What is significant?
The Clemson house was designed by architect Robin Boyd for the Clemson family and built in 1959-60.
The block slopes steeply to the west from the driveway off Milfay Avenue, with a minor creek flowing down the southern boundary. The landscape includes a large mature eucalypt dating from well before the house, and informal planting and landscaping which give a bush block feel to the place. Ellis Stones built benching of large stones to stabilise the cutting to the north of the house, and flagstone steps and paving leading to the front entrance.
The main design feature of the house is the single sweep of steeply sloping metal deck roof in a shallow inward sloping V which floats above and shelters the simple cabin shaped dwelling enclosures below. The roof is supported on a series of eleven white 'scissor' frames of light section timber with square timber columns forming an open colonnade along the outside of the building. The top two bays off the driveway form a carport. Two cabin like living areas with dark painted vertical boarded walls and sloping fibro roofs step down the hill, one for bedrooms and bathroom and the other the kitchen and living area. They are separated by a breezeway with a translucent roof containing the entrance and laundry. Square timber framed windows are fitted to a uniform module of half a structural bay. The final bay under the roof is a deck which stands well above ground level and is surrounded by trees and is backed by the fully glazed wall of the living area.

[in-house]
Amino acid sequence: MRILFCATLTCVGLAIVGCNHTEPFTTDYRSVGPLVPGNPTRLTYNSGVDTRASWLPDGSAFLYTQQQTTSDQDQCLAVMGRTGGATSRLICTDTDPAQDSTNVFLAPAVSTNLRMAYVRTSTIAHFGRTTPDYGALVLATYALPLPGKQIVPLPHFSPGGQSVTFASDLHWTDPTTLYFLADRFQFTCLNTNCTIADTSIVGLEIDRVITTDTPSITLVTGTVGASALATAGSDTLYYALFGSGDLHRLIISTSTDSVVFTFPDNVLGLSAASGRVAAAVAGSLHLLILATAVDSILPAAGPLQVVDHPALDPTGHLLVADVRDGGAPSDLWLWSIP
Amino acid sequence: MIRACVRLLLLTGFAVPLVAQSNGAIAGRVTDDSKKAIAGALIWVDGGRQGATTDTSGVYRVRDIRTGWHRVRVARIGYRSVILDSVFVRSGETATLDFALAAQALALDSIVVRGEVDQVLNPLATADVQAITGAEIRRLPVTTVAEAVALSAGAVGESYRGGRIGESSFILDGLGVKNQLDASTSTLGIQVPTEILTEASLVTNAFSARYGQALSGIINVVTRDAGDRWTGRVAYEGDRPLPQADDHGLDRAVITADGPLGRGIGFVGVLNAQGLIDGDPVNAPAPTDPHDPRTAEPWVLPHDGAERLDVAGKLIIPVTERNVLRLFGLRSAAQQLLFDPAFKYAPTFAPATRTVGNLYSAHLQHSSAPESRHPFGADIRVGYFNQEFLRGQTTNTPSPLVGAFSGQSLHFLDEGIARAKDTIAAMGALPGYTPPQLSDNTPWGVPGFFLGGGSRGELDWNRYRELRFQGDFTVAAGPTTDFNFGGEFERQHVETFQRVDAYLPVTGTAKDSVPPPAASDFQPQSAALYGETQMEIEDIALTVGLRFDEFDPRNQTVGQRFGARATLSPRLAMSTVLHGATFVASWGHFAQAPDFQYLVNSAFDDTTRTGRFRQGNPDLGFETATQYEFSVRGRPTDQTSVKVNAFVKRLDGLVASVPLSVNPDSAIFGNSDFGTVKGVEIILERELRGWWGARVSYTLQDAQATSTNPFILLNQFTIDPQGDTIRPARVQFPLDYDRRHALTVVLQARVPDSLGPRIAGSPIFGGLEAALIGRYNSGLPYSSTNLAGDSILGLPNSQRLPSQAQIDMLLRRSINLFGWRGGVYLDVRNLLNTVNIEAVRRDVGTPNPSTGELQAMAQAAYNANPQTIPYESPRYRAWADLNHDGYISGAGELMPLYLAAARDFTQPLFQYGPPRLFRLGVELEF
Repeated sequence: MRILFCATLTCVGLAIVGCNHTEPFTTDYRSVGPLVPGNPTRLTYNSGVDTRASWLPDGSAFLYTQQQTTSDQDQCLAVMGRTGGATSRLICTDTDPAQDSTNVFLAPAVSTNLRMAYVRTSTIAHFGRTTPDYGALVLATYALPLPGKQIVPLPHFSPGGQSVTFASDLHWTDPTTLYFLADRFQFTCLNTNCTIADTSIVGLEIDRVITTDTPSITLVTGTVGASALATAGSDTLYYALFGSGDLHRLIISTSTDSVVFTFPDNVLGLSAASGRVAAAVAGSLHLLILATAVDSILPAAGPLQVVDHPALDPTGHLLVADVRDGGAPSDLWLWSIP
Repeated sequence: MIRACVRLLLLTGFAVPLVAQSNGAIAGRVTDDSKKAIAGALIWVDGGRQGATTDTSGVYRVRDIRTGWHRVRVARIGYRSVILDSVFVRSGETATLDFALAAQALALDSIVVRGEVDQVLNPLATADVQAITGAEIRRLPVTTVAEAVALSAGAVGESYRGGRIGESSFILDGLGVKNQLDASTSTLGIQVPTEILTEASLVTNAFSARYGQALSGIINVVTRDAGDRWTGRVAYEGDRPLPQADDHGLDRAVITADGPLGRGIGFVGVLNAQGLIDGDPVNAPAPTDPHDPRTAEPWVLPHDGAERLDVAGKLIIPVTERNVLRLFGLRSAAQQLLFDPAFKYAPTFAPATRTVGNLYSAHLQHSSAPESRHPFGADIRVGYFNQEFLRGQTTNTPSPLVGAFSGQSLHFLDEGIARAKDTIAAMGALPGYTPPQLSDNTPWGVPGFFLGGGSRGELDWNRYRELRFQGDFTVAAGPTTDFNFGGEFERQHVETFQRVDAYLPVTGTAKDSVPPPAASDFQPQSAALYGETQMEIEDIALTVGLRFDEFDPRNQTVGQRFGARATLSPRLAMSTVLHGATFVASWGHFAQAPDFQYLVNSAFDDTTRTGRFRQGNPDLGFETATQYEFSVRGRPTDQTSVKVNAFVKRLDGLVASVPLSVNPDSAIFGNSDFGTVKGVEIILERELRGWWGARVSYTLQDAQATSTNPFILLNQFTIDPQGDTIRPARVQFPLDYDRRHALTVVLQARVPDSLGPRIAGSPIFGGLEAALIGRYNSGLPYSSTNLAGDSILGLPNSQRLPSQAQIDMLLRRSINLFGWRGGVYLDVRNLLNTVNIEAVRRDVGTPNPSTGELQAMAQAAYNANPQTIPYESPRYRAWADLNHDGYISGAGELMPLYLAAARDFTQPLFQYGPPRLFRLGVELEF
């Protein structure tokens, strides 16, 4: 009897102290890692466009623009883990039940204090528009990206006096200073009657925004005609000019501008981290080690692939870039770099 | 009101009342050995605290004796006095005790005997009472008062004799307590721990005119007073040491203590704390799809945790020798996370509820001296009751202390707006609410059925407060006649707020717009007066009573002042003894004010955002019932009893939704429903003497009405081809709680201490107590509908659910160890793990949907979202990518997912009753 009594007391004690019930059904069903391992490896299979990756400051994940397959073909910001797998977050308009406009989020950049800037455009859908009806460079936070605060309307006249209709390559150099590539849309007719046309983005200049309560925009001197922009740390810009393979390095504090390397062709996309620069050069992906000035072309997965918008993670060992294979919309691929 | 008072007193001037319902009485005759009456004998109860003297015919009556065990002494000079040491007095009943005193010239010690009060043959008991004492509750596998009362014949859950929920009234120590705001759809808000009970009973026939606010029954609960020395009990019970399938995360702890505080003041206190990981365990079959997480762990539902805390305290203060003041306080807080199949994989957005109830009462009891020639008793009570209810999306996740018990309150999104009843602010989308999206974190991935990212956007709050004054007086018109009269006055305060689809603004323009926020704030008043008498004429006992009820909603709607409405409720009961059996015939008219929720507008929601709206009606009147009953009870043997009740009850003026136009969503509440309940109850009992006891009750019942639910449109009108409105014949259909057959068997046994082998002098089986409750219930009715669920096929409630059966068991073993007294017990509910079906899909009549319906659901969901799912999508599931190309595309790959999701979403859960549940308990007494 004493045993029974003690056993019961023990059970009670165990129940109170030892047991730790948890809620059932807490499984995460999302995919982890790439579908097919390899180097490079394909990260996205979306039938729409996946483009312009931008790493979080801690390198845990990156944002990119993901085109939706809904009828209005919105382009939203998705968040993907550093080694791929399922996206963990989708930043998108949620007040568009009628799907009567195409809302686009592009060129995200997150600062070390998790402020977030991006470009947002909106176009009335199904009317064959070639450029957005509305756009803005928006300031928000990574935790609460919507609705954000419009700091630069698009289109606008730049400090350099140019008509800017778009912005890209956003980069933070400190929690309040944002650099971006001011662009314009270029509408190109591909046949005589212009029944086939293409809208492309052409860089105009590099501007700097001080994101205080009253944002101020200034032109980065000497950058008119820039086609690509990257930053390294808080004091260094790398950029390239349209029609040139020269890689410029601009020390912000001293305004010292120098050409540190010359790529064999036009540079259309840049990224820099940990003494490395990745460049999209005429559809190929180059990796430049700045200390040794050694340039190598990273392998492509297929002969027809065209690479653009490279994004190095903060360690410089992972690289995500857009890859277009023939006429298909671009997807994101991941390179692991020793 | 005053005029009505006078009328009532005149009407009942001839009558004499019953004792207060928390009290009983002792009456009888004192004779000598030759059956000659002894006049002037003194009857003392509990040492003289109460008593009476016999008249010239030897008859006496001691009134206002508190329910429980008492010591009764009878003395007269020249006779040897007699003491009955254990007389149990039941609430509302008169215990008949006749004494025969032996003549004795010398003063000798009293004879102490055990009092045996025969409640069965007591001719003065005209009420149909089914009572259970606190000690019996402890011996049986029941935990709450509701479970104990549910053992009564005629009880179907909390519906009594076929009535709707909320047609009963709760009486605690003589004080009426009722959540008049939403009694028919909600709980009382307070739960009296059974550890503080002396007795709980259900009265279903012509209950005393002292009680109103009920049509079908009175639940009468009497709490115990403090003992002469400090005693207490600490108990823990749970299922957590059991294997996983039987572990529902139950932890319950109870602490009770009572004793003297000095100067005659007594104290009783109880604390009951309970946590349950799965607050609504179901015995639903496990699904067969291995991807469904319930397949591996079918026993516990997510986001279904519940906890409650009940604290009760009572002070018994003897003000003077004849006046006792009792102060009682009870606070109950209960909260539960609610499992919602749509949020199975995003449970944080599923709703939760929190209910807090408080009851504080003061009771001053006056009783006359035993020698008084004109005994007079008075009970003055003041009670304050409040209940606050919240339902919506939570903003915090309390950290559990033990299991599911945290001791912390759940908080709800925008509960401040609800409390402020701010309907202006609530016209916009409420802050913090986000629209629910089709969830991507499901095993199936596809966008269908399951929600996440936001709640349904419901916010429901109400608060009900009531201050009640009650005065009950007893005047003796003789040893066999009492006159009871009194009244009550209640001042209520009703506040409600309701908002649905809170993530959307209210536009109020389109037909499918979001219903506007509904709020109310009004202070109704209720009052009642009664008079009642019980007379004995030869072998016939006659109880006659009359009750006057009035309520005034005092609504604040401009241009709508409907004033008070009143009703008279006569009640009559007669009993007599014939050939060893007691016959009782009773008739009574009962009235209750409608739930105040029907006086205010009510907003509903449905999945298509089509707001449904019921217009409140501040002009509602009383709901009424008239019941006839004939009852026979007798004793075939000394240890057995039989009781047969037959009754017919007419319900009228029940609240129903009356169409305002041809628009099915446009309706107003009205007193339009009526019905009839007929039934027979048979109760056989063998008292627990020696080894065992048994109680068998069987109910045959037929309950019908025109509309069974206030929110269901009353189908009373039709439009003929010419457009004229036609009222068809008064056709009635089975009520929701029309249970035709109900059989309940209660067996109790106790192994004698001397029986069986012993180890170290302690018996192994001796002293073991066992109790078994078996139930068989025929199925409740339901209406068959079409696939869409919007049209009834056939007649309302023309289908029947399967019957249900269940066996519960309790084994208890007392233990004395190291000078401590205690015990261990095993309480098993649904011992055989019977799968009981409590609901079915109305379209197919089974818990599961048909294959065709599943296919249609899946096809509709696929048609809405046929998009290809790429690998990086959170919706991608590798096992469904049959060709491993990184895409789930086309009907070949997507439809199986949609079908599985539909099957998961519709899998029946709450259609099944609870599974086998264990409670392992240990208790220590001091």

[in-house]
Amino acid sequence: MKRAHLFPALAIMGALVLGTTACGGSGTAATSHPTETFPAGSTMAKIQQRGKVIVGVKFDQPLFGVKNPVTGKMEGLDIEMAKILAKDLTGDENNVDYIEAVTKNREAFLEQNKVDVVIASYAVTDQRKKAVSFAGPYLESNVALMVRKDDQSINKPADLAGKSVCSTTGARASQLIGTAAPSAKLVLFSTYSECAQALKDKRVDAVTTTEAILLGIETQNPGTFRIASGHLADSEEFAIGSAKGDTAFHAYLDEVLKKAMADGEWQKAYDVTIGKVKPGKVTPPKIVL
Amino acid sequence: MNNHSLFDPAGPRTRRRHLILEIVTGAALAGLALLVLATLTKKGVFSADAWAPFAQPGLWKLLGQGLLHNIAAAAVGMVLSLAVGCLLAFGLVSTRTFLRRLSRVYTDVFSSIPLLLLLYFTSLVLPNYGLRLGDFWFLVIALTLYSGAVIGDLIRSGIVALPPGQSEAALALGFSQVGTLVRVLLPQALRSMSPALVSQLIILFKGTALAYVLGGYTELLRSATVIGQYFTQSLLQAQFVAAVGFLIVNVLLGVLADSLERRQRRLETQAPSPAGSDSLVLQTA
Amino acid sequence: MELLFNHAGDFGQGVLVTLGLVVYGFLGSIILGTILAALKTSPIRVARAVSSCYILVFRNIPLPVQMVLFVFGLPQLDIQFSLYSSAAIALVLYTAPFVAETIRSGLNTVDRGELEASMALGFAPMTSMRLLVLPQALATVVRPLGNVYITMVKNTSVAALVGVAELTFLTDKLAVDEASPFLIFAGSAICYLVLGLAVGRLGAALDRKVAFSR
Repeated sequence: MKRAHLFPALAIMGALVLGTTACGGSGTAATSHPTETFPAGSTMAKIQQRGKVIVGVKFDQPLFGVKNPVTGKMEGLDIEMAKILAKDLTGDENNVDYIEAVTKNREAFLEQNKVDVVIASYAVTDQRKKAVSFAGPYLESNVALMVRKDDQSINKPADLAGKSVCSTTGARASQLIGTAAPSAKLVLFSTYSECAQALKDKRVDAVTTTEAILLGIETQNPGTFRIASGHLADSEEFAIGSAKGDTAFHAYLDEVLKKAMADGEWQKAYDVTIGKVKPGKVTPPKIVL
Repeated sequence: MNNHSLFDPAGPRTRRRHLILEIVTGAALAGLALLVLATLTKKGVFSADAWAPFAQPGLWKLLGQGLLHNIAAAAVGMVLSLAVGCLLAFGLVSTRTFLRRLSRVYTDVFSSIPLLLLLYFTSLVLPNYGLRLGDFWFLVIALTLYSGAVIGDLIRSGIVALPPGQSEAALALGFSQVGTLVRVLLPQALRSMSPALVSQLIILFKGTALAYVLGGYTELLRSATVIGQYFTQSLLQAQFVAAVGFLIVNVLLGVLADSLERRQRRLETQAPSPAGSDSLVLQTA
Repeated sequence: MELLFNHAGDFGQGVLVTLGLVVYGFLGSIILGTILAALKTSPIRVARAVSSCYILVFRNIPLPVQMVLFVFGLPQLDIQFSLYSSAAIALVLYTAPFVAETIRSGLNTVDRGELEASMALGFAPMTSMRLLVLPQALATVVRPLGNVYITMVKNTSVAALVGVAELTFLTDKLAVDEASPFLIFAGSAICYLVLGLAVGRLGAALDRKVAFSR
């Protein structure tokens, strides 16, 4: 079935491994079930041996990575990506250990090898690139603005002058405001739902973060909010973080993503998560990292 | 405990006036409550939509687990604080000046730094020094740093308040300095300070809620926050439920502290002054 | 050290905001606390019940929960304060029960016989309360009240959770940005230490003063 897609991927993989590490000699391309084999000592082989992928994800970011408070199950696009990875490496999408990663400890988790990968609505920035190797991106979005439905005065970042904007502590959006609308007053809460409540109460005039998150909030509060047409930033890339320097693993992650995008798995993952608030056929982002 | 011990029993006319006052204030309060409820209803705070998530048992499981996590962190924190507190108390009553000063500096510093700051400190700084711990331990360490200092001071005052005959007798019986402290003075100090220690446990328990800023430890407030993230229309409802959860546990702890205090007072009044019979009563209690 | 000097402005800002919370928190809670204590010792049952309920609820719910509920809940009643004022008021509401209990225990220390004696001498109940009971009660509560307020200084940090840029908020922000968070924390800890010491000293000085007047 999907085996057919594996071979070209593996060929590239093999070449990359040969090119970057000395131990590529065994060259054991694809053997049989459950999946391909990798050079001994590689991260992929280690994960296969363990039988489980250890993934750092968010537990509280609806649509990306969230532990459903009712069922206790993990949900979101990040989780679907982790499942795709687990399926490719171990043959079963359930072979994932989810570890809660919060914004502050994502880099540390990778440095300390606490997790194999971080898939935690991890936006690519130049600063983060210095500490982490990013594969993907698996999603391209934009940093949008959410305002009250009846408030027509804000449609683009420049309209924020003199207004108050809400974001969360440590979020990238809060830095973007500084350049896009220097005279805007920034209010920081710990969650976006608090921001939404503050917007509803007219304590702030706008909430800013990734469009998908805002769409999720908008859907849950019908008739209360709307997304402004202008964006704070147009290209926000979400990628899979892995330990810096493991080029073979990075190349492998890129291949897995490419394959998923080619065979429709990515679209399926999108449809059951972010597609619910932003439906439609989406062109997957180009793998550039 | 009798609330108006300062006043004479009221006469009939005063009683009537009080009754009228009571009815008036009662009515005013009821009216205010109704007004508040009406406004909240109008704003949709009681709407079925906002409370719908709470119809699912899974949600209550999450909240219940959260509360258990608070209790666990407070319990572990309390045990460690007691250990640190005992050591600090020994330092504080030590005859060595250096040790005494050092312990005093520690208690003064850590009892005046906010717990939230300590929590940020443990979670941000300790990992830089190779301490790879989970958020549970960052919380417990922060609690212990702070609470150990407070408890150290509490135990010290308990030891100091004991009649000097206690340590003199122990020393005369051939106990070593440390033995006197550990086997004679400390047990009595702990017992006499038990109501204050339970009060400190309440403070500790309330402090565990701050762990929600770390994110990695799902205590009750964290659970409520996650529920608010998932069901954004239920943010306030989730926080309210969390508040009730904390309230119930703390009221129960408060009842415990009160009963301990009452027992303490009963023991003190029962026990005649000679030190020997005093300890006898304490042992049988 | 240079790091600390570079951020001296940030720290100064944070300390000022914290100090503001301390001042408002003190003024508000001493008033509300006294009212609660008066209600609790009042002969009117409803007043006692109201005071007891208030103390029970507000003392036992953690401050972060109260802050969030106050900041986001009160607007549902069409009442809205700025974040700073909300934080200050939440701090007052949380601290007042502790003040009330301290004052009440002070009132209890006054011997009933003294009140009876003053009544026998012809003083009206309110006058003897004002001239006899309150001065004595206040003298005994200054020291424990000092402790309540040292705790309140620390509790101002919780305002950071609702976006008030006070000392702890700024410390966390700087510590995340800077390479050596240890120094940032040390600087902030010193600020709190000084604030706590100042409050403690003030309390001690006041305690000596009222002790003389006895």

The interior of the house is lined in natural finish hardwood boards with painted fibre-board ceilings. All rooms are comprehensively fitted with cleverly resolved built-in furniture, lighting and labour-saving appliances tailored to the Clemson's particular needs and adding to the liveability of what is actually a very small and economical dwelling. Detailing generally is simple but sophisticated.
How is it significant?
The Clemson House is of architectural significance to the State of Victoria.
Why is it significant?
The Clemson House is of architectural significance as a house design by Robin Boyd, a prominent Melbourne architect, critic and writer. The house clearly reflects some of the major design themes in his work, including the strong controlling idea of the dwelling stepped down under a single sloping V roof, the clear expression of structure in the cissor' frames, and the specificity of the solution to the steep bush block and the clients' living requirements.